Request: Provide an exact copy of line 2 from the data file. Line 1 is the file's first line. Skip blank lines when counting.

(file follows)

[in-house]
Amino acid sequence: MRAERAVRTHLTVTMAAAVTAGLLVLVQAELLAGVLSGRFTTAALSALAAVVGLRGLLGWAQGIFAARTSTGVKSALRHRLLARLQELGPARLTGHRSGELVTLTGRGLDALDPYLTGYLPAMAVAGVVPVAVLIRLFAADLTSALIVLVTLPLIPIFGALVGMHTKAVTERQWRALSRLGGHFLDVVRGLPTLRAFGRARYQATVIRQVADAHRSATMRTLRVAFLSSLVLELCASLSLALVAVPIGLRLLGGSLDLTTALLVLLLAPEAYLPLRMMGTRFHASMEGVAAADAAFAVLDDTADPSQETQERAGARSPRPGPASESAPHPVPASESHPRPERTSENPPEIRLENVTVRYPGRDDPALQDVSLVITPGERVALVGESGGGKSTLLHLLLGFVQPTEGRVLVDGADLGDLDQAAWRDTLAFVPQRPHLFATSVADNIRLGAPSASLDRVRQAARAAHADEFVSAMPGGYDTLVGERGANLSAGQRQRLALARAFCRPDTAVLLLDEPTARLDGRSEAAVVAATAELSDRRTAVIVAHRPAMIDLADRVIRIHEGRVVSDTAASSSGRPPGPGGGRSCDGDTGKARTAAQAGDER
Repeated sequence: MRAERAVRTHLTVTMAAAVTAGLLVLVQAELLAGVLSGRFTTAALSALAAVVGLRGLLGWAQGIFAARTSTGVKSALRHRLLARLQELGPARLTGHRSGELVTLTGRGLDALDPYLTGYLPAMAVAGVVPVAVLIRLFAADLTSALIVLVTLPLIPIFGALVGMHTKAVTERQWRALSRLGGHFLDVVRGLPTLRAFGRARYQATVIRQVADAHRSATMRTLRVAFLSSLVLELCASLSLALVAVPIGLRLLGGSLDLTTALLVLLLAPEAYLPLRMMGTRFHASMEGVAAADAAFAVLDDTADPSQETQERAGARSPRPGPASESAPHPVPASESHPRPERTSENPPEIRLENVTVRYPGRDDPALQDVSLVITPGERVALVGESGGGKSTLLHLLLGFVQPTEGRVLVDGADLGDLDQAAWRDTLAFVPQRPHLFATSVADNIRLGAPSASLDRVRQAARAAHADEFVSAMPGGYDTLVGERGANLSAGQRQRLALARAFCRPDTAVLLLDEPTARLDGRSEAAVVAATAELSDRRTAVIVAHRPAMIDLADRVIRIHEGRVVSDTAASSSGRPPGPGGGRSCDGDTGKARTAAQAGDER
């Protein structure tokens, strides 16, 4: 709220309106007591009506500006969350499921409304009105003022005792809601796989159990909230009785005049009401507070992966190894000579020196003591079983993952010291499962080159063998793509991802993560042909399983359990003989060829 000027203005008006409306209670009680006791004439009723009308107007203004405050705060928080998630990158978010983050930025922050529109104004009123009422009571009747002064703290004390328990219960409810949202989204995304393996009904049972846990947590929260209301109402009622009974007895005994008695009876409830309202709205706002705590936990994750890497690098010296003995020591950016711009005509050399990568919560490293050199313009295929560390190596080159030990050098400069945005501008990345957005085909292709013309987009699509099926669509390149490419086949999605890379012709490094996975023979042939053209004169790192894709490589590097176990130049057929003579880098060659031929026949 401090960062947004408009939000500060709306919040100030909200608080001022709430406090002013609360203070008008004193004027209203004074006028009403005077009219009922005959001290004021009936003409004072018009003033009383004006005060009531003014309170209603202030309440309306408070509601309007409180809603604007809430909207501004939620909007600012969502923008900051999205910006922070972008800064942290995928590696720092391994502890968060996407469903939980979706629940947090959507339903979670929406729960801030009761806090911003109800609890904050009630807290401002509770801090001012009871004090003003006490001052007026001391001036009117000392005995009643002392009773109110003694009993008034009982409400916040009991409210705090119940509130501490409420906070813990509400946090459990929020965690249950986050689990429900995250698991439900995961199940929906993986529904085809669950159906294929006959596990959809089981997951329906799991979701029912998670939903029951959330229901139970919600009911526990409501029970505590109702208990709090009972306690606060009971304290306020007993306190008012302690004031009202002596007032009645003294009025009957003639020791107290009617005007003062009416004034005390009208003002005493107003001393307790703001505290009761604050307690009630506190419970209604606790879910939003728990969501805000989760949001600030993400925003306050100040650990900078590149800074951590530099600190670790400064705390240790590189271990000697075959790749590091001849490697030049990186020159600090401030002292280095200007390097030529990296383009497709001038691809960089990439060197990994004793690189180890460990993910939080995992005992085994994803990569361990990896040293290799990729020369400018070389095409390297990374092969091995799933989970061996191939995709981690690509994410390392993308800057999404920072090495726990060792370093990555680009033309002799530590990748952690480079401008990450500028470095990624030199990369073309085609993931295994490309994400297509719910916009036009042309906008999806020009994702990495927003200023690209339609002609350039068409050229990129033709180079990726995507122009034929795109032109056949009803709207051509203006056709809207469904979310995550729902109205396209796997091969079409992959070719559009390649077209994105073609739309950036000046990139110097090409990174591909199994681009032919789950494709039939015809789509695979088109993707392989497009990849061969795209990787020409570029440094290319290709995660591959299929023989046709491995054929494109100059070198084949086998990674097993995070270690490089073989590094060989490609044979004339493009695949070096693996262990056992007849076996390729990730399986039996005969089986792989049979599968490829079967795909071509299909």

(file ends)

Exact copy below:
Amino acid sequence: MRAERAVRTHLTVTMAAAVTAGLLVLVQAELLAGVLSGRFTTAALSALAAVVGLRGLLGWAQGIFAARTSTGVKSALRHRLLARLQELGPARLTGHRSGELVTLTGRGLDALDPYLTGYLPAMAVAGVVPVAVLIRLFAADLTSALIVLVTLPLIPIFGALVGMHTKAVTERQWRALSRLGGHFLDVVRGLPTLRAFGRARYQATVIRQVADAHRSATMRTLRVAFLSSLVLELCASLSLALVAVPIGLRLLGGSLDLTTALLVLLLAPEAYLPLRMMGTRFHASMEGVAAADAAFAVLDDTADPSQETQERAGARSPRPGPASESAPHPVPASESHPRPERTSENPPEIRLENVTVRYPGRDDPALQDVSLVITPGERVALVGESGGGKSTLLHLLLGFVQPTEGRVLVDGADLGDLDQAAWRDTLAFVPQRPHLFATSVADNIRLGAPSASLDRVRQAARAAHADEFVSAMPGGYDTLVGERGANLSAGQRQRLALARAFCRPDTAVLLLDEPTARLDGRSEAAVVAATAELSDRRTAVIVAHRPAMIDLADRVIRIHEGRVVSDTAASSSGRPPGPGGGRSCDGDTGKARTAAQAGDER